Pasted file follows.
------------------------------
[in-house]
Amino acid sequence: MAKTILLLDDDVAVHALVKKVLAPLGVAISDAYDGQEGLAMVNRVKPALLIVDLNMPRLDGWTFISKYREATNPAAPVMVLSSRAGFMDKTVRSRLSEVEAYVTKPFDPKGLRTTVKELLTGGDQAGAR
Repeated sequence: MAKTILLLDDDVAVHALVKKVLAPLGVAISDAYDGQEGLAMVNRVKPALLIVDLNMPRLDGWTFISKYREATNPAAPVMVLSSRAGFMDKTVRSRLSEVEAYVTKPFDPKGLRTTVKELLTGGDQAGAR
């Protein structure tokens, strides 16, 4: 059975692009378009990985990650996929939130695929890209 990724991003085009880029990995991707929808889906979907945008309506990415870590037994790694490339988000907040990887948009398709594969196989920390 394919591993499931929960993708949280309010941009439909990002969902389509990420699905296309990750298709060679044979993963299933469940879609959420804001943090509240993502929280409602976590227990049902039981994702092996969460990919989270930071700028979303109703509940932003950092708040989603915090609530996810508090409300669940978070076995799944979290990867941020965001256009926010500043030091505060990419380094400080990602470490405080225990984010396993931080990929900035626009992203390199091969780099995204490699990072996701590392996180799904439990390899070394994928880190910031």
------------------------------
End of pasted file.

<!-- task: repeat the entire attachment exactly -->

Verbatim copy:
[in-house]
Amino acid sequence: MAKTILLLDDDVAVHALVKKVLAPLGVAISDAYDGQEGLAMVNRVKPALLIVDLNMPRLDGWTFISKYREATNPAAPVMVLSSRAGFMDKTVRSRLSEVEAYVTKPFDPKGLRTTVKELLTGGDQAGAR
Repeated sequence: MAKTILLLDDDVAVHALVKKVLAPLGVAISDAYDGQEGLAMVNRVKPALLIVDLNMPRLDGWTFISKYREATNPAAPVMVLSSRAGFMDKTVRSRLSEVEAYVTKPFDPKGLRTTVKELLTGGDQAGAR
């Protein structure tokens, strides 16, 4: 059975692009378009990985990650996929939130695929890209 990724991003085009880029990995991707929808889906979907945008309506990415870590037994790694490339988000907040990887948009398709594969196989920390 394919591993499931929960993708949280309010941009439909990002969902389509990420699905296309990750298709060679044979993963299933469940879609959420804001943090509240993502929280409602976590227990049902039981994702092996969460990919989270930071700028979303109703509940932003950092708040989603915090609530996810508090409300669940978070076995799944979290990867941020965001256009926010500043030091505060990419380094400080990602470490405080225990984010396993931080990929900035626009992203390199091969780099995204490699990072996701590392996180799904439990390899070394994928880190910031």